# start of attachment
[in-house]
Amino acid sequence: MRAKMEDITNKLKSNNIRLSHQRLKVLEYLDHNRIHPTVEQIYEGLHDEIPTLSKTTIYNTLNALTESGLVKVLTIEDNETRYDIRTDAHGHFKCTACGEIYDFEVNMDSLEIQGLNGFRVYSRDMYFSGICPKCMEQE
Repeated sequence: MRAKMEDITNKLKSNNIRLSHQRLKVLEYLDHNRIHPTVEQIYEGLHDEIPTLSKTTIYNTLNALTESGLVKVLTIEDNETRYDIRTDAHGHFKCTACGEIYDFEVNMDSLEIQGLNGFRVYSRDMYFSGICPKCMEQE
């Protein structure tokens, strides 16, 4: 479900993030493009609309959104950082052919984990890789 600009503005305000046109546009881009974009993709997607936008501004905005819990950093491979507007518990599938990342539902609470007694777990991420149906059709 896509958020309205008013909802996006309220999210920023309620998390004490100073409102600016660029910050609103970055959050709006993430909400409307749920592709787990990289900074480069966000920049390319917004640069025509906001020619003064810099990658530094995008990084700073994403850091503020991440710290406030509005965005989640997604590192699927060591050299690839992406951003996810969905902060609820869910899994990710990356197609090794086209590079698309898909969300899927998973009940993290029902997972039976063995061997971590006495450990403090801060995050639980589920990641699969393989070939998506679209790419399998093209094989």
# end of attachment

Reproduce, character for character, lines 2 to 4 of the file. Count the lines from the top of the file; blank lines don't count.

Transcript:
Amino acid sequence: MRAKMEDITNKLKSNNIRLSHQRLKVLEYLDHNRIHPTVEQIYEGLHDEIPTLSKTTIYNTLNALTESGLVKVLTIEDNETRYDIRTDAHGHFKCTACGEIYDFEVNMDSLEIQGLNGFRVYSRDMYFSGICPKCMEQE
Repeated sequence: MRAKMEDITNKLKSNNIRLSHQRLKVLEYLDHNRIHPTVEQIYEGLHDEIPTLSKTTIYNTLNALTESGLVKVLTIEDNETRYDIRTDAHGHFKCTACGEIYDFEVNMDSLEIQGLNGFRVYSRDMYFSGICPKCMEQE
């Protein structure tokens, strides 16, 4: 479900993030493009609309959104950082052919984990890789 600009503005305000046109546009881009974009993709997607936008501004905005819990950093491979507007518990599938990342539902609470007694777990991420149906059709 896509958020309205008013909802996006309220999210920023309620998390004490100073409102600016660029910050609103970055959050709006993430909400409307749920592709787990990289900074480069966000920049390319917004640069025509906001020619003064810099990658530094995008990084700073994403850091503020991440710290406030509005965005989640997604590192699927060591050299690839992406951003996810969905902060609820869910899994990710990356197609090794086209590079698309898909969300899927998973009940993290029902997972039976063995061997971590006495450990403090801060995050639980589920990641699969393989070939998506679209790419399998093209094989």